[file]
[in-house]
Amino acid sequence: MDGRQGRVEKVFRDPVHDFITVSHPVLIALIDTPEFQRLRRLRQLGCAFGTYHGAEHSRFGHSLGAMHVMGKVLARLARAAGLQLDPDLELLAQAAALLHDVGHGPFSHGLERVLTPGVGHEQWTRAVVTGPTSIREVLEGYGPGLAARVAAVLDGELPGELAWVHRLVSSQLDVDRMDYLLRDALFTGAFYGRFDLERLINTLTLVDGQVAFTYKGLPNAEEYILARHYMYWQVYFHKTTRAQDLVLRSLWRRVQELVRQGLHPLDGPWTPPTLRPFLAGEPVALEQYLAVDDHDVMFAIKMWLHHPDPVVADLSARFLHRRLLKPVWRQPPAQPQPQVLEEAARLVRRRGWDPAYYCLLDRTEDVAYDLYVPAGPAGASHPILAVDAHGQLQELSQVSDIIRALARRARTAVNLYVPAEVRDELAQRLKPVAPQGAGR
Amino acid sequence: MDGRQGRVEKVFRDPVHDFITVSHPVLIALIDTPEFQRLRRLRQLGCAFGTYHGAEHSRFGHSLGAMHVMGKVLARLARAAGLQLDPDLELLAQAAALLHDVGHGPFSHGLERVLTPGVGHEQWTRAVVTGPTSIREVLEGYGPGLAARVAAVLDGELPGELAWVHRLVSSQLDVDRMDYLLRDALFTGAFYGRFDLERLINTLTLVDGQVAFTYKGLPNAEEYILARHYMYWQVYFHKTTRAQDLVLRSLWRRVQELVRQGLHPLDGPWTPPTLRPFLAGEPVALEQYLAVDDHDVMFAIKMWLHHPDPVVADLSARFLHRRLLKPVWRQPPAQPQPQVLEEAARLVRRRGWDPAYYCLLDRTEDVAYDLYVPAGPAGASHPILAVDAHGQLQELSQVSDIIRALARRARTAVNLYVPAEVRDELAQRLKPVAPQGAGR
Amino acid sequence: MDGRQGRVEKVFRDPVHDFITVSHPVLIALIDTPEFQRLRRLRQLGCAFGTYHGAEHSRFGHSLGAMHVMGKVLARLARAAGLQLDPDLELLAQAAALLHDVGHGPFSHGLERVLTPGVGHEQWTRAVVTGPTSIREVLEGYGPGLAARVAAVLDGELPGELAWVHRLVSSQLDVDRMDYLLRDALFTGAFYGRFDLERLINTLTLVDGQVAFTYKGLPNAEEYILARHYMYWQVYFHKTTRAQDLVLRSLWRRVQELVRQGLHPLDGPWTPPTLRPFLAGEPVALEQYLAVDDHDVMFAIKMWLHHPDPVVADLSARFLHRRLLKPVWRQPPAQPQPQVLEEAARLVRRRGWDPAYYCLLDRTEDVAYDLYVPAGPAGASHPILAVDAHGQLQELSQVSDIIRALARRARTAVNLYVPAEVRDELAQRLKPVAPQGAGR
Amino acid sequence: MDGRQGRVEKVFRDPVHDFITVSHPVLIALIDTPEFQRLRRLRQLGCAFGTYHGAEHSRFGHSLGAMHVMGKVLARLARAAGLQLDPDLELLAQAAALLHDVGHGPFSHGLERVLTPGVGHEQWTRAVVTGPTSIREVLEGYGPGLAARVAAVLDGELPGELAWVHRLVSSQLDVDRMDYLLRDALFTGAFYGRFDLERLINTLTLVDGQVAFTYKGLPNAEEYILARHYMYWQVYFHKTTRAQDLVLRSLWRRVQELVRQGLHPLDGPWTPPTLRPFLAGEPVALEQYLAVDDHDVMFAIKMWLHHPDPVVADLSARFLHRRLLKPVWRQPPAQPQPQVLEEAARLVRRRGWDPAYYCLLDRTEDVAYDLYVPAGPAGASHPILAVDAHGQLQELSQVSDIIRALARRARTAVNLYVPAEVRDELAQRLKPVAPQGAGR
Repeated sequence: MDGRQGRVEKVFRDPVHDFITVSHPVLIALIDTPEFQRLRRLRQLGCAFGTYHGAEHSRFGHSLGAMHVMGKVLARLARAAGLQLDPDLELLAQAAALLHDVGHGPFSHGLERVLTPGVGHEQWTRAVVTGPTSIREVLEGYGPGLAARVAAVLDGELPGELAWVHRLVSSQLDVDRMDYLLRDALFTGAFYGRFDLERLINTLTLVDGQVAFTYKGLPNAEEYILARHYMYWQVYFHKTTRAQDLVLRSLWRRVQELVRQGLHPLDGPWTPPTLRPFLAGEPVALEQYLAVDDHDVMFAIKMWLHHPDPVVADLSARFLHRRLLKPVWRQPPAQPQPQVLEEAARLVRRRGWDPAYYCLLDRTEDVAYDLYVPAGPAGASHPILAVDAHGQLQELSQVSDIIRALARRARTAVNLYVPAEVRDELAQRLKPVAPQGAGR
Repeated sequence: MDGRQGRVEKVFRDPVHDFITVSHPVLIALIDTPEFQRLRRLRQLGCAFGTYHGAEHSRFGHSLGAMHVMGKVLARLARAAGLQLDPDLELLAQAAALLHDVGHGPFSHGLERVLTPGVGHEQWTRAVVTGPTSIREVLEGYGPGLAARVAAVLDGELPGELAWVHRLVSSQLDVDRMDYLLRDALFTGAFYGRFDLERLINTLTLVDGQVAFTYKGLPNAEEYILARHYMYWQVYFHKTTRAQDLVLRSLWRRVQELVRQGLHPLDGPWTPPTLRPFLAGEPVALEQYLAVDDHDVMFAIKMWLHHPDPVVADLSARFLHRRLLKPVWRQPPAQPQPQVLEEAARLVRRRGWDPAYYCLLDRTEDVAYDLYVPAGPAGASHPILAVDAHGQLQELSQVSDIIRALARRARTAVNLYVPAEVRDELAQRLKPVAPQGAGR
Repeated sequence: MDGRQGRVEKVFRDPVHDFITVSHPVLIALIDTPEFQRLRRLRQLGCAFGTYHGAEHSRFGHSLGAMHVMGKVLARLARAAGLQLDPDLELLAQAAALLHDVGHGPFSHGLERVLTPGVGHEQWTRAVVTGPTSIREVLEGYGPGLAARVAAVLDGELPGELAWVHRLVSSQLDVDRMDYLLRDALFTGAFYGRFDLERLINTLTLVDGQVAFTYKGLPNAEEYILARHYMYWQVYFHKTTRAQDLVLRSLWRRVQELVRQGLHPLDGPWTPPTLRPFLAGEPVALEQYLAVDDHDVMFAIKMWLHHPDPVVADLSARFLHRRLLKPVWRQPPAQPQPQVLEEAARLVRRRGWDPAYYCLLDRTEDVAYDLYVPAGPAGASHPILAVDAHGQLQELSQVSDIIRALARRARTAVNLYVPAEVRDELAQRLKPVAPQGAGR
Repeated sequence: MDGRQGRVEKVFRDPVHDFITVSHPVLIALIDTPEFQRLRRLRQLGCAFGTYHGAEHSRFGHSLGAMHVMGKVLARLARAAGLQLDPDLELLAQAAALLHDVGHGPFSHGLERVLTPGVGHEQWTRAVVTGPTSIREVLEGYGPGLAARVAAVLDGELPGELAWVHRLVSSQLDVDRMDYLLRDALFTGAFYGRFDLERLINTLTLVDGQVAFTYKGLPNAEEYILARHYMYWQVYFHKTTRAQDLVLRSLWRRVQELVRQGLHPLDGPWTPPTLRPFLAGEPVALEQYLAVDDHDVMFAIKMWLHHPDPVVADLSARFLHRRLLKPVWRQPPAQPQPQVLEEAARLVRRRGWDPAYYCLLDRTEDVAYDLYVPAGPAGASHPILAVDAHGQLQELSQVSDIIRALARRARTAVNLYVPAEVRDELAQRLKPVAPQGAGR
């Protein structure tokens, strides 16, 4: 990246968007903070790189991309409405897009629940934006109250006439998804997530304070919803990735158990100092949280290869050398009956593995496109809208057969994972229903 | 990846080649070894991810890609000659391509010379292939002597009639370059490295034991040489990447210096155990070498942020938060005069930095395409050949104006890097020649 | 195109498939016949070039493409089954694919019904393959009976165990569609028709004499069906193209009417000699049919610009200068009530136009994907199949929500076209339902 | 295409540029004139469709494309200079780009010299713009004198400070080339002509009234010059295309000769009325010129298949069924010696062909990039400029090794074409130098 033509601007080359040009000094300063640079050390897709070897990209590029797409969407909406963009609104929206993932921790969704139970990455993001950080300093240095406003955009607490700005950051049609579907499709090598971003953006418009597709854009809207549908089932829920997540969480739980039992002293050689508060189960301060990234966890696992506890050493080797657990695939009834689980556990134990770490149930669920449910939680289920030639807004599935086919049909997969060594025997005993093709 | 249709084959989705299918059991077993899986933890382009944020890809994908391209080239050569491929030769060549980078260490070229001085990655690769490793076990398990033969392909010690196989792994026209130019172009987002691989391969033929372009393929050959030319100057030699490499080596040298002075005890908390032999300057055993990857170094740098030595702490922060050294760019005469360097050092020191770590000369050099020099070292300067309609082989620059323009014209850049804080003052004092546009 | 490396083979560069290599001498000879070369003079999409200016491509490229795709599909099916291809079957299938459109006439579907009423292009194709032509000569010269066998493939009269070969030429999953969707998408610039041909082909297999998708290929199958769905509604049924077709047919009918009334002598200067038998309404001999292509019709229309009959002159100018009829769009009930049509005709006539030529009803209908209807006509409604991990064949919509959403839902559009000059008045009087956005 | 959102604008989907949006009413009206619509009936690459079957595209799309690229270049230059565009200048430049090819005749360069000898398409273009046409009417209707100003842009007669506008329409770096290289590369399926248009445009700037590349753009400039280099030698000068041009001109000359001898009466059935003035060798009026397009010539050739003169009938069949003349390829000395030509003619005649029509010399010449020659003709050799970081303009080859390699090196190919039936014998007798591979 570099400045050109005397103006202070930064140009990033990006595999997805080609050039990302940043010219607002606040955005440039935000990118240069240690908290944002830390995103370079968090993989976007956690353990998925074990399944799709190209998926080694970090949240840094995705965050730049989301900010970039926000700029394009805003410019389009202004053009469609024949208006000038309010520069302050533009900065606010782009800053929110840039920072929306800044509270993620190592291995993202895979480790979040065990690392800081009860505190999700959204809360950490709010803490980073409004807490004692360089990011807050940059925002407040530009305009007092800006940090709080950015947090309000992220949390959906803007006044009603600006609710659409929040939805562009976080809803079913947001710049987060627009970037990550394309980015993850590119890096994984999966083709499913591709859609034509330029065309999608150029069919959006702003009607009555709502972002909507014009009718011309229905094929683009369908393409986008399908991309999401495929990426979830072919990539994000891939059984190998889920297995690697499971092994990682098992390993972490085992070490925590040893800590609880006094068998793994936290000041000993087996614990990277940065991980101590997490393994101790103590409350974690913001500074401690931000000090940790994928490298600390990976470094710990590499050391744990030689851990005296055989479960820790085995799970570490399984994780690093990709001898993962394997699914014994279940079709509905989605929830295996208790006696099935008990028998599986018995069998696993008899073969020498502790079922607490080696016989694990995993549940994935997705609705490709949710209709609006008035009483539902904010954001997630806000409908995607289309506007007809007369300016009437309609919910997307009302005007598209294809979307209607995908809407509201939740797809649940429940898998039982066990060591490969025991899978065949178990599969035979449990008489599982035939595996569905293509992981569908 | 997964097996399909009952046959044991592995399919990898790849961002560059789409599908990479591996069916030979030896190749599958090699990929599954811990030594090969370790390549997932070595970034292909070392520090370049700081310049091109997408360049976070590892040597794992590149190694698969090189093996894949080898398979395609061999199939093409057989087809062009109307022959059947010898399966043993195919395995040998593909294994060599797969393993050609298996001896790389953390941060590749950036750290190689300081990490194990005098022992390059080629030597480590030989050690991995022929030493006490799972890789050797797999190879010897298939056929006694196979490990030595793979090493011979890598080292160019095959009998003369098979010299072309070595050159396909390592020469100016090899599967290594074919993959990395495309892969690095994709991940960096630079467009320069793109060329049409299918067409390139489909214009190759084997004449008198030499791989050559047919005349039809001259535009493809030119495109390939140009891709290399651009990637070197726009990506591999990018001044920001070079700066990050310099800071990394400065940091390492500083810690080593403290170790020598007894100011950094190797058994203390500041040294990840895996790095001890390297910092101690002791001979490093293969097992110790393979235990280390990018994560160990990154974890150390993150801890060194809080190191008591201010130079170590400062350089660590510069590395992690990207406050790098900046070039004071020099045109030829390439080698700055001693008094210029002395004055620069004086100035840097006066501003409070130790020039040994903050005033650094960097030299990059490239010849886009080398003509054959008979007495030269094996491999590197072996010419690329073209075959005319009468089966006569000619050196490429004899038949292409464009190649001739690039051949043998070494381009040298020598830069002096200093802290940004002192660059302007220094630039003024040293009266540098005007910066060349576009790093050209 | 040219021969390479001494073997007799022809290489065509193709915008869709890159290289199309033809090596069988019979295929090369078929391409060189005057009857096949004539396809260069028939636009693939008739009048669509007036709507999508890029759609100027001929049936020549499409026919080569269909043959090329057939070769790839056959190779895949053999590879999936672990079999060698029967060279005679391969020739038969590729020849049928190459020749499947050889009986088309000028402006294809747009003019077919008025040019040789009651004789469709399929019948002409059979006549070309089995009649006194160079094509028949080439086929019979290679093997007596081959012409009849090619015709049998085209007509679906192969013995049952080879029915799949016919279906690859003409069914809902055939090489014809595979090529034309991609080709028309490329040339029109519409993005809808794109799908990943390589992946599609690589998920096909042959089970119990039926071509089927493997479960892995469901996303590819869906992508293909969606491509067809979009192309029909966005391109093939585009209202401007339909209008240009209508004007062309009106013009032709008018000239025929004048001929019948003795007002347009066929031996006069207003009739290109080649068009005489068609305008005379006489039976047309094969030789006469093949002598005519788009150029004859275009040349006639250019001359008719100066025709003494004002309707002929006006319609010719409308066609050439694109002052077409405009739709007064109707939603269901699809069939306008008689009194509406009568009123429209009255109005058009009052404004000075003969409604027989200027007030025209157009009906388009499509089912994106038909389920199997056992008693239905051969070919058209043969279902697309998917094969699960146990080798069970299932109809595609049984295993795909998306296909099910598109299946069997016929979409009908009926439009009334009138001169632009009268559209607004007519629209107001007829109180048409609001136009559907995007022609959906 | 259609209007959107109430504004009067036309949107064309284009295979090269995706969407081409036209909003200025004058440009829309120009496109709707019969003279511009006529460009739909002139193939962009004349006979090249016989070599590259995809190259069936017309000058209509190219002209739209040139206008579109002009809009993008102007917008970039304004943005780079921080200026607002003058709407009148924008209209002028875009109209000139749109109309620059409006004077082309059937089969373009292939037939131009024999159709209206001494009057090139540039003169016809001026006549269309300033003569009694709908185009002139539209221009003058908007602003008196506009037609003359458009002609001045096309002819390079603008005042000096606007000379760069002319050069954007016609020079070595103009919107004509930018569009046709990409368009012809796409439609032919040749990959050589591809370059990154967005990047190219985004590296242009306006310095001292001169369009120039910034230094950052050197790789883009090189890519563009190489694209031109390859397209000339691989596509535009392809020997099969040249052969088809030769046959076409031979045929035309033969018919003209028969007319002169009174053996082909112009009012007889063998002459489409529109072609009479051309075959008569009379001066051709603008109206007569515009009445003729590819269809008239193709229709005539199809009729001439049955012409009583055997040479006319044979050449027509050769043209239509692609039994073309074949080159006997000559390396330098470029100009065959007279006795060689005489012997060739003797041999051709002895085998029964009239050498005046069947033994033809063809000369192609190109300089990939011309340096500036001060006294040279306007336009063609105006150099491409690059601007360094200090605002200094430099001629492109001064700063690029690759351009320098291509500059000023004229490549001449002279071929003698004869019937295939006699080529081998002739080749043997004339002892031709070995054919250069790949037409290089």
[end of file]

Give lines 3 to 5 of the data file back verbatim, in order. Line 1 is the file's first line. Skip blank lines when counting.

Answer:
Amino acid sequence: MDGRQGRVEKVFRDPVHDFITVSHPVLIALIDTPEFQRLRRLRQLGCAFGTYHGAEHSRFGHSLGAMHVMGKVLARLARAAGLQLDPDLELLAQAAALLHDVGHGPFSHGLERVLTPGVGHEQWTRAVVTGPTSIREVLEGYGPGLAARVAAVLDGELPGELAWVHRLVSSQLDVDRMDYLLRDALFTGAFYGRFDLERLINTLTLVDGQVAFTYKGLPNAEEYILARHYMYWQVYFHKTTRAQDLVLRSLWRRVQELVRQGLHPLDGPWTPPTLRPFLAGEPVALEQYLAVDDHDVMFAIKMWLHHPDPVVADLSARFLHRRLLKPVWRQPPAQPQPQVLEEAARLVRRRGWDPAYYCLLDRTEDVAYDLYVPAGPAGASHPILAVDAHGQLQELSQVSDIIRALARRARTAVNLYVPAEVRDELAQRLKPVAPQGAGR
Amino acid sequence: MDGRQGRVEKVFRDPVHDFITVSHPVLIALIDTPEFQRLRRLRQLGCAFGTYHGAEHSRFGHSLGAMHVMGKVLARLARAAGLQLDPDLELLAQAAALLHDVGHGPFSHGLERVLTPGVGHEQWTRAVVTGPTSIREVLEGYGPGLAARVAAVLDGELPGELAWVHRLVSSQLDVDRMDYLLRDALFTGAFYGRFDLERLINTLTLVDGQVAFTYKGLPNAEEYILARHYMYWQVYFHKTTRAQDLVLRSLWRRVQELVRQGLHPLDGPWTPPTLRPFLAGEPVALEQYLAVDDHDVMFAIKMWLHHPDPVVADLSARFLHRRLLKPVWRQPPAQPQPQVLEEAARLVRRRGWDPAYYCLLDRTEDVAYDLYVPAGPAGASHPILAVDAHGQLQELSQVSDIIRALARRARTAVNLYVPAEVRDELAQRLKPVAPQGAGR
Amino acid sequence: MDGRQGRVEKVFRDPVHDFITVSHPVLIALIDTPEFQRLRRLRQLGCAFGTYHGAEHSRFGHSLGAMHVMGKVLARLARAAGLQLDPDLELLAQAAALLHDVGHGPFSHGLERVLTPGVGHEQWTRAVVTGPTSIREVLEGYGPGLAARVAAVLDGELPGELAWVHRLVSSQLDVDRMDYLLRDALFTGAFYGRFDLERLINTLTLVDGQVAFTYKGLPNAEEYILARHYMYWQVYFHKTTRAQDLVLRSLWRRVQELVRQGLHPLDGPWTPPTLRPFLAGEPVALEQYLAVDDHDVMFAIKMWLHHPDPVVADLSARFLHRRLLKPVWRQPPAQPQPQVLEEAARLVRRRGWDPAYYCLLDRTEDVAYDLYVPAGPAGASHPILAVDAHGQLQELSQVSDIIRALARRARTAVNLYVPAEVRDELAQRLKPVAPQGAGR